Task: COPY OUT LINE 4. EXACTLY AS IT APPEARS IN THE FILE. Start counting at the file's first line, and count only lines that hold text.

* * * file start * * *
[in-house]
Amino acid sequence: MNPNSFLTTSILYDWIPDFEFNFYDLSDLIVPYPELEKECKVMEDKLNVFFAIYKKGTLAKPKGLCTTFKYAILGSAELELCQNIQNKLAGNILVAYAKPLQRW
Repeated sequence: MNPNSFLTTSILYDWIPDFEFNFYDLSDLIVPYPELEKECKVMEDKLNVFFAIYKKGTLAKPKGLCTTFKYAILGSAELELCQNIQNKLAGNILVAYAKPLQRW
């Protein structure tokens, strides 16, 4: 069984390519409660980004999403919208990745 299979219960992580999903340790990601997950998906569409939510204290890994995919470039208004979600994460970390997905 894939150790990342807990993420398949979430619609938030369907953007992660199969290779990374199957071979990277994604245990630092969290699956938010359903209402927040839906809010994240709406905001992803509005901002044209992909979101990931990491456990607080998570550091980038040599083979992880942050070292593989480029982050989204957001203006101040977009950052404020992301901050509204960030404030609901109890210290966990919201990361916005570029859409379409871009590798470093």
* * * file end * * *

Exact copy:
């Protein structure tokens, strides 16, 4: 069984390519409660980004999403919208990745 299979219960992580999903340790990601997950998906569409939510204290890994995919470039208004979600994460970390997905 894939150790990342807990993420398949979430619609938030369907953007992660199969290779990374199957071979990277994604245990630092969290699956938010359903209402927040839906809010994240709406905001992803509005901002044209992909979101990931990491456990607080998570550091980038040599083979992880942050070292593989480029982050989204957001203006101040977009950052404020992301901050509204960030404030609901109890210290966990919201990361916005570029859409379409871009590798470093």